Arteris IP's Kurt Shuler, Vice President of Marketing, quoted in the latest Semiconductor Engineering article:
Machine Learning Drives High-Level Synthesis Boom
June 6th, 2019 - By Kevin Fogarty
When a company puts together a software/hardware design team, it's not a bad idea to make sure where the final responsibility lies.
Asking the right questions
“In China I had a long conversation with the hardware engineer about what we were trying to do, and it eventually became clear he was not the one calling the shots,” said Kurt Shuler, vice president of marketing at Arteris IP. “It was the software architect calling the shots, so we all got together and that let us move forward once I realized the chip was defined by the algorithm, not the other way around.
”But the software architect doesn’t always have a good feel for the hardware. “The other problem we had was that, often, a software architect won’t be that good at abstracting down to the transistor level, and the hardware architect may not be good at abstracting up to the software, so you have to kind of walk them through that,” said Shuler.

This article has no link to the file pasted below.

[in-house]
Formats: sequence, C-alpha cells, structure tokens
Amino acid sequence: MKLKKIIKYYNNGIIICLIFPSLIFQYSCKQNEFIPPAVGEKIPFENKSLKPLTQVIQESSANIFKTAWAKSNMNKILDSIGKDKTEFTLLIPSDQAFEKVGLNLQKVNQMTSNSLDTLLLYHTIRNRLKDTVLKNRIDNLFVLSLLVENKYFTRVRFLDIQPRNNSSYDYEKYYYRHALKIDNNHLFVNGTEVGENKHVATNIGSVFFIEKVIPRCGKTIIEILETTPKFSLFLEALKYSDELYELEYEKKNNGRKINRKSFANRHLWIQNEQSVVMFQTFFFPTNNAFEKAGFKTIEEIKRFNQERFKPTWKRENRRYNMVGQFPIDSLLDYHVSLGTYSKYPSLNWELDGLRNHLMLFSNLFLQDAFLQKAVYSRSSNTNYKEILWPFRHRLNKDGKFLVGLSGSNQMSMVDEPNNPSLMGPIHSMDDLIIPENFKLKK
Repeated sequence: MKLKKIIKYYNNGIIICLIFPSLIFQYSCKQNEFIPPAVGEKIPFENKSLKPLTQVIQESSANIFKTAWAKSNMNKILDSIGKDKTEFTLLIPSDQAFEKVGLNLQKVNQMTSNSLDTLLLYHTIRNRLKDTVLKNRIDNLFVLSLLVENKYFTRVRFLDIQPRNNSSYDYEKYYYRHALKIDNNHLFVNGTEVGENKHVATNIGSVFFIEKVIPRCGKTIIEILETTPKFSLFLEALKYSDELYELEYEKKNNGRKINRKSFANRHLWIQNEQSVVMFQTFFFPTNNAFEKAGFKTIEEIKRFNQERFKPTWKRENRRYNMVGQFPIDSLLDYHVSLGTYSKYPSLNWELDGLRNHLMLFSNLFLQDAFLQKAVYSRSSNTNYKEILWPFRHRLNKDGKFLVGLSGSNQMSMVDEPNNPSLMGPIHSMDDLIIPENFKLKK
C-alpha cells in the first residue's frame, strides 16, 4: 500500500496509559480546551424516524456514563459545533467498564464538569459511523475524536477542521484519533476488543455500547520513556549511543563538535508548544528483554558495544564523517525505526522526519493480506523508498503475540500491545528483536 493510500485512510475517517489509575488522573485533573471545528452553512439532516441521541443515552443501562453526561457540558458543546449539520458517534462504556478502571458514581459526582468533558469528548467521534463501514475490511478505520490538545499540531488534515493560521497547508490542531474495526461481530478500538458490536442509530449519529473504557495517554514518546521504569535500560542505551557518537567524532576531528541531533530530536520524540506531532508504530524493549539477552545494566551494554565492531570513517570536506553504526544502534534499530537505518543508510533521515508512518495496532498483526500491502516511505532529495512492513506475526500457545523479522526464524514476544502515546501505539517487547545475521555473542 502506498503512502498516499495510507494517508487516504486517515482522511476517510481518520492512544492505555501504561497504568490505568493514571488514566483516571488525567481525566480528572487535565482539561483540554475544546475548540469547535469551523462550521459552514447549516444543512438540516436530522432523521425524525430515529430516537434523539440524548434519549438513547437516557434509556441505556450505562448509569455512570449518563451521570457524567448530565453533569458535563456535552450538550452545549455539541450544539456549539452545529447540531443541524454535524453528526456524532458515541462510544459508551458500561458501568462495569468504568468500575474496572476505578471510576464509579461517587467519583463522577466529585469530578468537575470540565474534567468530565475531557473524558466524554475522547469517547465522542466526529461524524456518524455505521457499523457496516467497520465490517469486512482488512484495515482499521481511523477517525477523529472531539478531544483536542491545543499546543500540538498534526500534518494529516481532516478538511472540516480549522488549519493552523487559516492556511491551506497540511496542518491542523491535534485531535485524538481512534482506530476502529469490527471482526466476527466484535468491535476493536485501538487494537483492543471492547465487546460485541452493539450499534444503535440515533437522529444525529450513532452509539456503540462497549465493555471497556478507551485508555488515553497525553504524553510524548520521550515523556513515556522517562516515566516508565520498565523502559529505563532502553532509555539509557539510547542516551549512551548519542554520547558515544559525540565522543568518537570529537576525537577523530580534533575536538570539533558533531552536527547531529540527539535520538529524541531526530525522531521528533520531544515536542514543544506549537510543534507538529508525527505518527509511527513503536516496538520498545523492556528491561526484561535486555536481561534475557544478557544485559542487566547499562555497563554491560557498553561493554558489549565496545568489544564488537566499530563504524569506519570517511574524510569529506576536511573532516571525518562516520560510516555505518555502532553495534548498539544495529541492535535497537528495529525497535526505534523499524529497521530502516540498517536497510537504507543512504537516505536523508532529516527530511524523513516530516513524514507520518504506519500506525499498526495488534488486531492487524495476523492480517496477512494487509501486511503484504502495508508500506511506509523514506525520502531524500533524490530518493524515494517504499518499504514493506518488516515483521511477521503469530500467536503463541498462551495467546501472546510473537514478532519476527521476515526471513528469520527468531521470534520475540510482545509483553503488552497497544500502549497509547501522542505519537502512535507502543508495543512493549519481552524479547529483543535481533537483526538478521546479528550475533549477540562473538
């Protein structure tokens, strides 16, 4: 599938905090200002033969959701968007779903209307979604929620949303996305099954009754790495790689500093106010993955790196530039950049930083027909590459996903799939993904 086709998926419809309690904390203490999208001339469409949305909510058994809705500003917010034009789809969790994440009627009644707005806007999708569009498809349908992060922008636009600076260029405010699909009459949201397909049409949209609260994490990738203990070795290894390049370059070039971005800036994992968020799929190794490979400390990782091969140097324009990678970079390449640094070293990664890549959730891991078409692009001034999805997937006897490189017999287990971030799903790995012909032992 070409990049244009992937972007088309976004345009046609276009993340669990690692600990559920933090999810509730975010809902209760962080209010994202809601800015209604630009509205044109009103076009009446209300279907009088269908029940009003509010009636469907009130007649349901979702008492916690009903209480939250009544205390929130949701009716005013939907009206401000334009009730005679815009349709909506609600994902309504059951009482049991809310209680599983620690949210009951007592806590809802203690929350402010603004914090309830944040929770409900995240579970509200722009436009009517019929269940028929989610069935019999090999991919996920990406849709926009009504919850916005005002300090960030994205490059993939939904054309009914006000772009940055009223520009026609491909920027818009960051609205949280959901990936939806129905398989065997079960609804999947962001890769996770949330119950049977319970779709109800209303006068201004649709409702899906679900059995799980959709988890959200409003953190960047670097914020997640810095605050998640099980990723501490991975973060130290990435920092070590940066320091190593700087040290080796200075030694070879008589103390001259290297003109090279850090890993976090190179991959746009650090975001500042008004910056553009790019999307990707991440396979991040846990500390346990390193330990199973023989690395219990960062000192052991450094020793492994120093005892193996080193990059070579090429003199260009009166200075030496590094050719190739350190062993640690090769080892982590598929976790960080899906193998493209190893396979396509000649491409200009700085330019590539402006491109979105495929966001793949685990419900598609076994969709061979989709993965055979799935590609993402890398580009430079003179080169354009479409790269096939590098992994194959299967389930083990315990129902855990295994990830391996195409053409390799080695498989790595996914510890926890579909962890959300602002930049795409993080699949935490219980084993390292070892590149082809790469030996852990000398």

Insisting on tight integration and optimization of software with hardware also may be a good way to coordinate development, but it doesn’t always reflect realistic performance requirements. Shuler noted that one way to help customers think about the problem is, rather than asking the hardware architect what would happen if the chip didn’t live up to expectations, to ask what the impact on the device would be if they were to remove the chip and replace it with an off-the-shelf inference chip that would have been completely generic to the application.
For more information, please download the Arteris FlexNoC Interconnect IP data sheet; https://www.arteris.com/download-flexnoc-datasheet